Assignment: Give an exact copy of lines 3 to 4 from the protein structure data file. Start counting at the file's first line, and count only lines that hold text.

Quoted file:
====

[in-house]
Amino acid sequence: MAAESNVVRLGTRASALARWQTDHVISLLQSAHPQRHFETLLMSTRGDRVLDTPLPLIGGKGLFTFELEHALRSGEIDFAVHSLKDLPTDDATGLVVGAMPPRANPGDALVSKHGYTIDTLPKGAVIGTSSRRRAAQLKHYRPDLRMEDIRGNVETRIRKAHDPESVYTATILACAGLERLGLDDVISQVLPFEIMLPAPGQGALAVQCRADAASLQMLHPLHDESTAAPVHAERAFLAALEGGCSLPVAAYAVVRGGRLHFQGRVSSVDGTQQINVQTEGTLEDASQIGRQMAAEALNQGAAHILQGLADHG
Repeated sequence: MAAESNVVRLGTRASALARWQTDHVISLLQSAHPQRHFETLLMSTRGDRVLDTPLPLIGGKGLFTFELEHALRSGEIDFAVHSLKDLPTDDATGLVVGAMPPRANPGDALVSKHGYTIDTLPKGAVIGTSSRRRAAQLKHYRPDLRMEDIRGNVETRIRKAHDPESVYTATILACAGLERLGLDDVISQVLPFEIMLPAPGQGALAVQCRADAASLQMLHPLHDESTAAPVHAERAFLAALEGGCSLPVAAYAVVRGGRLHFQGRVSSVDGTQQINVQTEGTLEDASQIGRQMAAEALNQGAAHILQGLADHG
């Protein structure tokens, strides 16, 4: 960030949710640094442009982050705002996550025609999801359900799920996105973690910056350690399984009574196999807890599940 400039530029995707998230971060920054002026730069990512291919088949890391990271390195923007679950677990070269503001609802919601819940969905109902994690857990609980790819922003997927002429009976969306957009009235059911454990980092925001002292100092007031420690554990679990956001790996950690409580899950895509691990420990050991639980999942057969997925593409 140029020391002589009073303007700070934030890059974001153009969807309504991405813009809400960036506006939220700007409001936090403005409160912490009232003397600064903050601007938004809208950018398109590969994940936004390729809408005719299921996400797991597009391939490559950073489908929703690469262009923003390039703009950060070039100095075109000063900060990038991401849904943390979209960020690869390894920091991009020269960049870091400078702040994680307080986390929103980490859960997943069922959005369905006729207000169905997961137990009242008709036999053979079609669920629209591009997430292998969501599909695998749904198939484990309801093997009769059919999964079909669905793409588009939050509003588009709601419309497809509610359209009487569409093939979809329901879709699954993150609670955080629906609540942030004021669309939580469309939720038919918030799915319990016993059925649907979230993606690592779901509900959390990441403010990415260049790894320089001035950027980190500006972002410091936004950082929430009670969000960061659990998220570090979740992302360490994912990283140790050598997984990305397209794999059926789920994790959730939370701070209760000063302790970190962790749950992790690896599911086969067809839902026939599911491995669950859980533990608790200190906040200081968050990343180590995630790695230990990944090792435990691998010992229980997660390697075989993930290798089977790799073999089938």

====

Repeated sequence: MAAESNVVRLGTRASALARWQTDHVISLLQSAHPQRHFETLLMSTRGDRVLDTPLPLIGGKGLFTFELEHALRSGEIDFAVHSLKDLPTDDATGLVVGAMPPRANPGDALVSKHGYTIDTLPKGAVIGTSSRRRAAQLKHYRPDLRMEDIRGNVETRIRKAHDPESVYTATILACAGLERLGLDDVISQVLPFEIMLPAPGQGALAVQCRADAASLQMLHPLHDESTAAPVHAERAFLAALEGGCSLPVAAYAVVRGGRLHFQGRVSSVDGTQQINVQTEGTLEDASQIGRQMAAEALNQGAAHILQGLADHG
């Protein structure tokens, strides 16, 4: 960030949710640094442009982050705002996550025609999801359900799920996105973690910056350690399984009574196999807890599940 400039530029995707998230971060920054002026730069990512291919088949890391990271390195923007679950677990070269503001609802919601819940969905109902994690857990609980790819922003997927002429009976969306957009009235059911454990980092925001002292100092007031420690554990679990956001790996950690409580899950895509691990420990050991639980999942057969997925593409 140029020391002589009073303007700070934030890059974001153009969807309504991405813009809400960036506006939220700007409001936090403005409160912490009232003397600064903050601007938004809208950018398109590969994940936004390729809408005719299921996400797991597009391939490559950073489908929703690469262009923003390039703009950060070039100095075109000063900060990038991401849904943390979209960020690869390894920091991009020269960049870091400078702040994680307080986390929103980490859960997943069922959005369905006729207000169905997961137990009242008709036999053979079609669920629209591009997430292998969501599909695998749904198939484990309801093997009769059919999964079909669905793409588009939050509003588009709601419309497809509610359209009487569409093939979809329901879709699954993150609670955080629906609540942030004021669309939580469309939720038919918030799915319990016993059925649907979230993606690592779901509900959390990441403010990415260049790894320089001035950027980190500006972002410091936004950082929430009670969000960061659990998220570090979740992302360490994912990283140790050598997984990305397209794999059926789920994790959730939370701070209760000063302790970190962790749950992790690896599911086969067809839902026939599911491995669950859980533990608790200190906040200081968050990343180590995630790695230990990944090792435990691998010992229980997660390697075989993930290798089977790799073999089938």